Safeguarding Policy

Safeguarding children and vulnerable adults policy and procedure
Based on the sample safeguarding procedure from Reading Voluntary Action.


BSANA is committed to safeguarding and promoting the welfare of children, young people and vulnerable adults, engaged in the breadth of its activities.

The purpose of this policy is to outline the duty and responsibility of staff, volunteers and trustees working on behalf of BSANA in relation to the protection of children, young people and vulnerable adults from abuse and discrimination of any kind.

All children and adults have the right to be safe from harm and should be able to live free from fear of abuse, neglect and exploitation.

The key objectives of this policy are:
• To explain the responsibilities BSANA and its staff, volunteers and trustees have in respect of child and vulnerable adult protection.
• To provide staff with an overview of child and vulnerable adult protection
• To provide a clear procedure that will be implemented where protection issues arise.

Context – Vulnerable adults

For the purpose of this document ‘adult’ means a person aged 18 years or over.

Some adults are less able to protect themselves than others, and some have difficulty making their wishes and feelings known. This may make them vulnerable to abuse. The broad definition of a ‘vulnerable adult’ referred to in the 1997 Consultation Paper ‘Who decides?’ issued by the Lord Chancellor’s Department, is a person:

“who is or may be in need of community care services by reason of mental or other disability, age or illness; and who is or may be unable to take care of him or herself, or unable to protect him or herself against significant harm or exploitation”.

The first priority should always be to ensure the safety and protection of vulnerable adults. To this end it is the responsibility of all staff to act on any suspicion or evidence of abuse or neglect (see the Public Interest Disclosure Act 1998) and to pass on their concerns to a responsible person/agency.

For purposes of ensuring consistent and widely understood terminology, this policy and procedure will use the phrase ‘Vulnerable Adults’ to identify those eligible for interventions within the procedures.

Context – Children and young people

For the purpose of this document a child is defined as a person under the age of 18 [The Children’s Act 1989].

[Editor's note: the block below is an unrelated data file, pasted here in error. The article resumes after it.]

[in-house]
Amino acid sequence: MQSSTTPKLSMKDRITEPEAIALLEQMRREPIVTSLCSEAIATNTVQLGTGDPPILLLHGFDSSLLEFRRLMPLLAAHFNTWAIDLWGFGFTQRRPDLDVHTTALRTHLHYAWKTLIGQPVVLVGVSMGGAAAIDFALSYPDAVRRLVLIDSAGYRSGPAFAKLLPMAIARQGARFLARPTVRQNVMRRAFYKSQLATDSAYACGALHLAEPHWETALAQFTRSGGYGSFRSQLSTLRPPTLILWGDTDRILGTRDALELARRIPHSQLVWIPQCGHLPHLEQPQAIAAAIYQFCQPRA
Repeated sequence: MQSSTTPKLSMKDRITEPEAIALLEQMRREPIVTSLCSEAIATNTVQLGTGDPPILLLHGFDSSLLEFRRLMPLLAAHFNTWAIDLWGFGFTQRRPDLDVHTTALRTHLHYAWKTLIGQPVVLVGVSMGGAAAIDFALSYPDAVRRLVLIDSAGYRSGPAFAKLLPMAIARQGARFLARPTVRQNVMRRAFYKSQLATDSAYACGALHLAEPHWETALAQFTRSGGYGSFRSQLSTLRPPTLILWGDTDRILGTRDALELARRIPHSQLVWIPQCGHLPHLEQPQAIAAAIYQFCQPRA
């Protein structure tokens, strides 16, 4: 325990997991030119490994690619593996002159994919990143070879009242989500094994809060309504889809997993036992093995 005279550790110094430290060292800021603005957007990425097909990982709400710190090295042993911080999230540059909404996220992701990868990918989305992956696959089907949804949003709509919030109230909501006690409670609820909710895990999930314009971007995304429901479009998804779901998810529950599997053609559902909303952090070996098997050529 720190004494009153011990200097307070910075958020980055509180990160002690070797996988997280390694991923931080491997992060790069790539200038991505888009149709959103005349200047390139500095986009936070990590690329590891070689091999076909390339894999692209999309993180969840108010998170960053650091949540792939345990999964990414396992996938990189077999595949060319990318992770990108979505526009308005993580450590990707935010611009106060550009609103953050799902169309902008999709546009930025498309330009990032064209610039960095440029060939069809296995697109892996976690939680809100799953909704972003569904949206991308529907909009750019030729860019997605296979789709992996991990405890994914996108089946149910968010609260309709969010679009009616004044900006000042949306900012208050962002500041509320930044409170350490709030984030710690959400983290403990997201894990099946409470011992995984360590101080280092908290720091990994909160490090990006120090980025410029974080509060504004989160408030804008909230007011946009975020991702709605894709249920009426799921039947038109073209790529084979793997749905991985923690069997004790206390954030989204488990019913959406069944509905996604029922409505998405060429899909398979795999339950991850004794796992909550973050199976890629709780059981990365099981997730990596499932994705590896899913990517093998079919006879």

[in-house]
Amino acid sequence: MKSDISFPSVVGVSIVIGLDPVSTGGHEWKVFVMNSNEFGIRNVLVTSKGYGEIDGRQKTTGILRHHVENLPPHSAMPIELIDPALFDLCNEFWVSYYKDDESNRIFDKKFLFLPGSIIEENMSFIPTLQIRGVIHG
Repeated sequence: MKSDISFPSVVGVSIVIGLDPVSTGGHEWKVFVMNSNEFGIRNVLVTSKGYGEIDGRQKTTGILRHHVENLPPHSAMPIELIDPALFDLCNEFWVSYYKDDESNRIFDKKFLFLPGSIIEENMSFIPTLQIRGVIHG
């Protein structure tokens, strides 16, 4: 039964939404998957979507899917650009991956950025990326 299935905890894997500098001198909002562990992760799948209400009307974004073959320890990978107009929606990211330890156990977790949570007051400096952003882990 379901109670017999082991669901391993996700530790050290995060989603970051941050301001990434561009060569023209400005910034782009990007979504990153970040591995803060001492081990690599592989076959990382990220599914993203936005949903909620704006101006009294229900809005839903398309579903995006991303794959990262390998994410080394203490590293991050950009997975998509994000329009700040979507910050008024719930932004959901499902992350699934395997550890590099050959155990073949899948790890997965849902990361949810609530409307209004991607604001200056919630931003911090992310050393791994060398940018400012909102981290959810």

All children have the right to protection from all forms of abuse including exploitation, neglect, physical and mental abuse regardless of their age, gender, disability, culture, language, racial origin, religious beliefs or sexual orientation.

The role of staff, volunteers and trustees

All staff, volunteers and trustees working on behalf of BSANA have a duty to promote the welfare and safety of vulnerable adults and children.

Staff, volunteers and trustees may receive disclosures of abuse and observe vulnerable adults and children who are at risk. This policy will enable staff/volunteers to make informed and confident responses to specific protection issues.

What is abuse?

Abuse is a violation of an individual’s human and civil rights by any other person or persons.

Abuse may consist of a single act or repeated acts. It may be physical, verbal or psychological, it may be an act of neglect or an omission to act, or it may occur when a vulnerable person is persuaded to enter into a financial or sexual transaction to which he or she has not consented, or cannot consent. Abuse can occur in any relationship and it may result in significant harm to, or exploitation of, the person subjected to it.

  • Physical abuse – including hitting, slapping, pushing, kicking, misuse of medication, restraint, or inappropriate sanctions. Physical harm may also be caused when a parent or carer fabricates the symptoms of, or deliberately induces illness in a child.
  • Sexual abuse – including rape and sexual assault or sexual acts to which the vulnerable adult or child has not consented, or could not consent or was pressured into consenting. It may include non-contact activities involving children in looking at or be involved in sexual online images and or encouraging children to behave in sexually inappropriate ways.
  • Psychological abuse – including emotional abuse, threats of harm or abandonment, deprivation of contact, humiliation, blaming, controlling, intimidation, coercion, harassment, verbal abuse, isolation or withdrawal from services or supportive networks.
  • Financial or material abuse – including theft, fraud, exploitation, pressure in connection with wills, property or inheritance or financial transactions, or the misuse or misappropriation of property, possessions or benefits.
  • Neglect and acts of omission – including ignoring medical or physical care needs, failure to provide access to appropriate health, social care or educational services, the withholding of the necessities of life, such as medication, adequate nutrition and heating.
  • Discriminatory abuse – including racist, sexist, that based on a person’s disability, age or sexuality and other forms of harassment, slurs or similar treatment.

Procedure in the event of a disclosure

It is important that vulnerable adults and children are protected from abuse. All complaints, allegations or suspicions must be taken seriously.

This procedure must be followed whenever an allegation of abuse is made or when there is a suspicion of abuse.

Promises of confidentiality should not be given as this may conflict with the need to ensure the safety and welfare of the individual/child.
A full record shall be made as soon as possible of the nature of the allegation and any other relevant information.